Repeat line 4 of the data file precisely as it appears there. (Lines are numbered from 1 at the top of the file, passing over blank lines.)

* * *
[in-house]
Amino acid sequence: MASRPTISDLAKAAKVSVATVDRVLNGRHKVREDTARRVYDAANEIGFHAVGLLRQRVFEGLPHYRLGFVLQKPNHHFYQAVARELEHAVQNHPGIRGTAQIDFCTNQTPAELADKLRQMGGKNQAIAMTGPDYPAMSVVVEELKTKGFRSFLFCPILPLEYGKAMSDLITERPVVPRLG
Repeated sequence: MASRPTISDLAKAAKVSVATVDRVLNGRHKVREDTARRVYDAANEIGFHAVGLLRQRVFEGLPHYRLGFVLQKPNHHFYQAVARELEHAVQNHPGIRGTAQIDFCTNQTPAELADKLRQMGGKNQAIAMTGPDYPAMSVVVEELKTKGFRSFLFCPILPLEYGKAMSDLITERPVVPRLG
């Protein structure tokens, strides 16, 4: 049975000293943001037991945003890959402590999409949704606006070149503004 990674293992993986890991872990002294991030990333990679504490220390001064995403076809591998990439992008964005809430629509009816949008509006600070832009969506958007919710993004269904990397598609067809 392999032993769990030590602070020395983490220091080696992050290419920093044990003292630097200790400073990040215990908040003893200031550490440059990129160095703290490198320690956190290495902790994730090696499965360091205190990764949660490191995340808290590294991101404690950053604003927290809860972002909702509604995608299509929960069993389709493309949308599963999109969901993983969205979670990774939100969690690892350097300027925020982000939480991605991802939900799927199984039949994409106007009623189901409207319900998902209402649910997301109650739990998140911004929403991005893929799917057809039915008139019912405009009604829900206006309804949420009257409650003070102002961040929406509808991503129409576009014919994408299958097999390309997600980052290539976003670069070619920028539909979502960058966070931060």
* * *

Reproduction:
């Protein structure tokens, strides 16, 4: 049975000293943001037991945003890959402590999409949704606006070149503004 990674293992993986890991872990002294991030990333990679504490220390001064995403076809591998990439992008964005809430629509009816949008509006600070832009969506958007919710993004269904990397598609067809 392999032993769990030590602070020395983490220091080696992050290419920093044990003292630097200790400073990040215990908040003893200031550490440059990129160095703290490198320690956190290495902790994730090696499965360091205190990764949660490191995340808290590294991101404690950053604003927290809860972002909702509604995608299509929960069993389709493309949308599963999109969901993983969205979670990774939100969690690892350097300027925020982000939480991605991802939900799927199984039949994409106007009623189901409207319900998902209402649910997301109650739990998140911004929403991005893929799917057809039915008139019912405009009604829900206006309804949420009257409650003070102002961040929406509808991503129409576009014919994408299958097999390309997600980052290539976003670069070619920028539909979502960058966070931060």